First time I heard of such a business. Knew of Quicken but the idea of taking it to web was 'a ha!'. Never heard of wesabe - and I consider myself web savy - flickr, delicious etc.

I loved the idea but did not trust putting such info online.
Then I saw yodlee relationship. I knew banks trusted Yodlee so I gave them (mint) extra trust because of that.
I read through their TOC and it gave me more confidence.

On a related thread...I wanted to do online bill pay some time earlier and knew that there was some independent company-yodlee (not wanting to tie myself to my bank) that did it but darned if I could remember the name). So yodlee lost business because of that odd name (in my - survey of 1- case). Love the post and cmts. Good luck with your next venture. Bring same passion - and invest in good URL<g>

1 point by vincell1 4 days ago 0 replies      
I humbly disagree with you guys. I personally don’t think the name played that much of a role. In my opinion Mint won because of 3 reasons.. 1) They won techcrunch disrupt and had people buzzing 2) They gave customer what they wanted. They had the right "easy" approach to the problem. 3) They got higher value users by doing SEM.
1 point by robbieco 4 days ago 0 replies      
First interesting read. However, overly simplified. Name, product and UX are all good reasons but they can all be fixed. Companies succeed or fail for two reasons - CEO and cash flow. The importance of a CEO is usually understated but the CEO is critical. Being a visionary, cracking the whip when necessary and instilling values (excellence is the first) cant be replaced. He is driving the company forward. He can be a coder but he should not write single line of code. His role is to manage not to develop. As per Cash flow. Given enough cash flow, anything can be fixed. Company can relaunched, product improved and marketing invested. As per Wesabe vs. Mint. In this day and age people who give control of their accounts to ANY third party are plain crazy. However, the buzz instilled confidence in people and they think Mint is safe. Wesabe could have had a place in the market with people who don’t trust Mint's approach. The issue was, it was not "sexy" and the people who might have been interested didn’t hear about it. Good Marketing could have addressed that (positioning, PR etc). Which goes back to the CEO being a CEO and not focus on coding.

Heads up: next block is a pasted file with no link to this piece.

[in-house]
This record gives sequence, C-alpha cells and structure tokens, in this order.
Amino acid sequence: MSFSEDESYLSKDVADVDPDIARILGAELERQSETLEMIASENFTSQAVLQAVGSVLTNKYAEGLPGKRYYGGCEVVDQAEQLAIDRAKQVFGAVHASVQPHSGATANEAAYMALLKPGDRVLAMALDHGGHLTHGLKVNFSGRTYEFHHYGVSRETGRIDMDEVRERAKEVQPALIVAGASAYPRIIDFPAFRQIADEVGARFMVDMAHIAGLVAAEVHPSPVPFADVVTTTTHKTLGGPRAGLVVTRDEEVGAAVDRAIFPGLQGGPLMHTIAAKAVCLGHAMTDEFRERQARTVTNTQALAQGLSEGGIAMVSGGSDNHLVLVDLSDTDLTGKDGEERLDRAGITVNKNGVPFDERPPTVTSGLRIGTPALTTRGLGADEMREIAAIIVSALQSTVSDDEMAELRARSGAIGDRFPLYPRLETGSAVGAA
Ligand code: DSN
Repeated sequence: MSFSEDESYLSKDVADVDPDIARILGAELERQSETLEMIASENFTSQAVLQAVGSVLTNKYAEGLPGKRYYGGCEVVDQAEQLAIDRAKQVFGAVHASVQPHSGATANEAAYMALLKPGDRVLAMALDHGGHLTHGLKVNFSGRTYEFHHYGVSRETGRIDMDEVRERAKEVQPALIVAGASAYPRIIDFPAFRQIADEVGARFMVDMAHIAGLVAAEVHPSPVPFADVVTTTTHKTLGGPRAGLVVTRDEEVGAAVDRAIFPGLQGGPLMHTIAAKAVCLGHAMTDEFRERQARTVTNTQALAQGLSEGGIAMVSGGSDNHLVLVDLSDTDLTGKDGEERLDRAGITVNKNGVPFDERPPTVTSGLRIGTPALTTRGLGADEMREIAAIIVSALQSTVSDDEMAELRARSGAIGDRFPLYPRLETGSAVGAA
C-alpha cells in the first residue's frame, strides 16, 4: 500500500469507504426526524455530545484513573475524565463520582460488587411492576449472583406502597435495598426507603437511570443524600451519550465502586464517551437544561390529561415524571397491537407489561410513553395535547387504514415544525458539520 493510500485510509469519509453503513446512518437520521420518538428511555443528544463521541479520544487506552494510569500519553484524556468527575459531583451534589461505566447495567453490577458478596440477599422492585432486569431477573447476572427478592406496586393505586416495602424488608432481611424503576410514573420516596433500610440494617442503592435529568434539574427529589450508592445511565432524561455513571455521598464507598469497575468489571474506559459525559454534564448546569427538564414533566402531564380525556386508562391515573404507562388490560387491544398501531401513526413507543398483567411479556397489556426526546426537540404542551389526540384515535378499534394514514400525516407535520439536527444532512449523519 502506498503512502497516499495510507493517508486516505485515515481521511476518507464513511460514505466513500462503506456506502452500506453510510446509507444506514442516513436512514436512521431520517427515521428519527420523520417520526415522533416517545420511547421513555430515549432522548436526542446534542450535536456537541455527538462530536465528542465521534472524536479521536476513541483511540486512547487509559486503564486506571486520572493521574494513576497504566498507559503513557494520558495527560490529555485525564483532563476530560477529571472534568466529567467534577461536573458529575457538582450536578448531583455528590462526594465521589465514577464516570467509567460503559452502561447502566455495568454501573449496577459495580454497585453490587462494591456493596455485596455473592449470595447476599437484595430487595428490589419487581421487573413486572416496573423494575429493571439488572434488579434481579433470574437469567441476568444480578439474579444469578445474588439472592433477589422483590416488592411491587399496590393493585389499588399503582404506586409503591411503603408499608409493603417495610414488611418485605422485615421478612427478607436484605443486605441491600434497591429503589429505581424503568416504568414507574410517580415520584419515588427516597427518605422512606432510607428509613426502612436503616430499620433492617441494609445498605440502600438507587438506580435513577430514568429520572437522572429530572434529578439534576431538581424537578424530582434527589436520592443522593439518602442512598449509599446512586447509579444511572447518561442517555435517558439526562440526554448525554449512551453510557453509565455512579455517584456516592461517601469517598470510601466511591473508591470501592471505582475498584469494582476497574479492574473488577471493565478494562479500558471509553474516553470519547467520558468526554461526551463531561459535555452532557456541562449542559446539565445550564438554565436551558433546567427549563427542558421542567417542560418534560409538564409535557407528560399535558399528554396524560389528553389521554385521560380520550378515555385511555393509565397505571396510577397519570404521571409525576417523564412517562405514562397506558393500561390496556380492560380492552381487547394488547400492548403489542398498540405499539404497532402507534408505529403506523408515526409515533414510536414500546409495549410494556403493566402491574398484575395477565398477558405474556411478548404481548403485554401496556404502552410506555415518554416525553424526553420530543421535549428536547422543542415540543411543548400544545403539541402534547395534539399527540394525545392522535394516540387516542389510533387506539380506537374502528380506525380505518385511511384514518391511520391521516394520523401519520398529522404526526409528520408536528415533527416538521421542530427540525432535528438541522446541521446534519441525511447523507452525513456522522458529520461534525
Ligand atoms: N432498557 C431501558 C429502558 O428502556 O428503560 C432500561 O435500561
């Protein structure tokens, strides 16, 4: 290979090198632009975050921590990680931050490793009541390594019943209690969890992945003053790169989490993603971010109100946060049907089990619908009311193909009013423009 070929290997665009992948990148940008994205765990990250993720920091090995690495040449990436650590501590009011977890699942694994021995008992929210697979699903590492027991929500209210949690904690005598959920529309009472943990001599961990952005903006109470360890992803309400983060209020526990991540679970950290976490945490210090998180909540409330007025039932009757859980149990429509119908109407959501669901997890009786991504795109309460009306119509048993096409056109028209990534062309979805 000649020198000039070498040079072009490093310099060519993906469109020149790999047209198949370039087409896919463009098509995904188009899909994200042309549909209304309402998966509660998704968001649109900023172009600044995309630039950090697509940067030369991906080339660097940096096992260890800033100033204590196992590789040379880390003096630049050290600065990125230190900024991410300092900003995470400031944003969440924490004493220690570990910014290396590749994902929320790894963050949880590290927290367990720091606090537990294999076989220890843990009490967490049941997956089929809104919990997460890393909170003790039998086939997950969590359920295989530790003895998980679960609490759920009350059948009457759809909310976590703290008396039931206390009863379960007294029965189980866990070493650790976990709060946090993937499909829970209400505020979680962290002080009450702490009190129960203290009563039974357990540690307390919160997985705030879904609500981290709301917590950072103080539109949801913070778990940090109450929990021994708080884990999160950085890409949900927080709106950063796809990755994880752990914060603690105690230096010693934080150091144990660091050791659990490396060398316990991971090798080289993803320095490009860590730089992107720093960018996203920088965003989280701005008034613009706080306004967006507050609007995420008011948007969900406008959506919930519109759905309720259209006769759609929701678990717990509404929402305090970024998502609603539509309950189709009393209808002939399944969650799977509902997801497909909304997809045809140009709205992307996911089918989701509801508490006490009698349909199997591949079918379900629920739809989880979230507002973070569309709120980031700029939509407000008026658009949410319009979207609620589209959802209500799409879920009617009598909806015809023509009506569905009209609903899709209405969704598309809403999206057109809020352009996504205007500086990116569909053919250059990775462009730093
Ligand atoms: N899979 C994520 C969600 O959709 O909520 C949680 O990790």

1 point by otwixto 4 days ago 0 replies      
I found the most interesting part to be when the author admitted to overlooking the idea that users might want instant gratification from a useable site. seems like in this day and age that would be the #1 priority of any company/website/startup.
1 point by rbpasker 1 day ago 0 replies      
my response to Marc's post based on being an investor in Mint and a colleague of Marc's


1 point by neolefty 4 days ago 0 replies      
To summarize:

- Give instant gratification; require as little work as possible from your users

- Be visible; Mint advertised heavily; neither site was viral

Other smaller factors too, but those seem to be the biggies, based on Marc's article and comments here.

1 point by RudeBaldGuy 3 days ago 0 replies      
It is clear that Wesabe lost. What is not clear to me is that Mint won. Yes, Patzer got $170M out of Intuit for the investors, got his share, and a nice new job at Intuit. But now what? Mint's revenues were not that great, and as for profits....who knows. Now it is being absorbed into the Intuit Borg. Intuit is still trying to figure out what the heck it did when it bought Digital Insight. Will Intuit ever see an ROI on its $170M? Oh I forgot, this is Silicon Valley. ROI doesn't matter. But Mint is a neat name. That and $5 will get you a coffee at Starbucks.
1 point by robertgaal 4 days ago 0 replies      
I really loved reading this post. Thanks Marc, for sharing! I'm sure that brought back some painful memories. Totally worth it to us ;)
0 points by bretthellman 5 days ago 1 reply      
The name Wesabe had a huge part to do with losing. Patzer is right, with a name like Wesabe you have ZERO chances of capitalizing on word of mouth. Before you buy a domain for your business, find 10 random people and ask them to type out the domain. If they fail or have to stop to even think about how to type out the domain, it's a failure.
1 point by neolefty 4 days ago 0 replies      
Question: Is there a way a financial management site can be viral? Marc claims that neither Mint nor Wesabe was.
-3 points by Thangorodrim 5 days ago 0 replies      
The name is an albatross.
Thanks For Paying Taxes. Here's A Receipt. npr.org
324 points by tomeast 5 days ago   180 comments top 30
48 points by DanielBMarkham 5 days ago replies      
The late senator Daniel Patrick Moynihan supported sending people statements of what was in their social security. His idea was that if people never saw what was in there, they'd never miss it when it was gone.

I think this is a logical extension of that idea, and its great. I'd also like to see the flip side of the receipt contain a guess for how the same tax amount would break down the following year based on current budget trends. That way you could see how the coming year is different from the current year. Complaining about NASA funding is one thing -- seeing that they only get 20 bucks while Social Security gets over a thousand? Puts the situation in much sharper contrast.

It's strange that the government works in such an arcane fashion. A simple thing like a receipt for your taxes is probably very hard or impossible to accomplish. It took many years for Moynihan to get his SS statements. I have doubts that this would ever fly.

But it is certainly a simple and profound idea.

18 points by jasonkester 5 days ago 1 reply      
Screw receipts. What I want is a bill.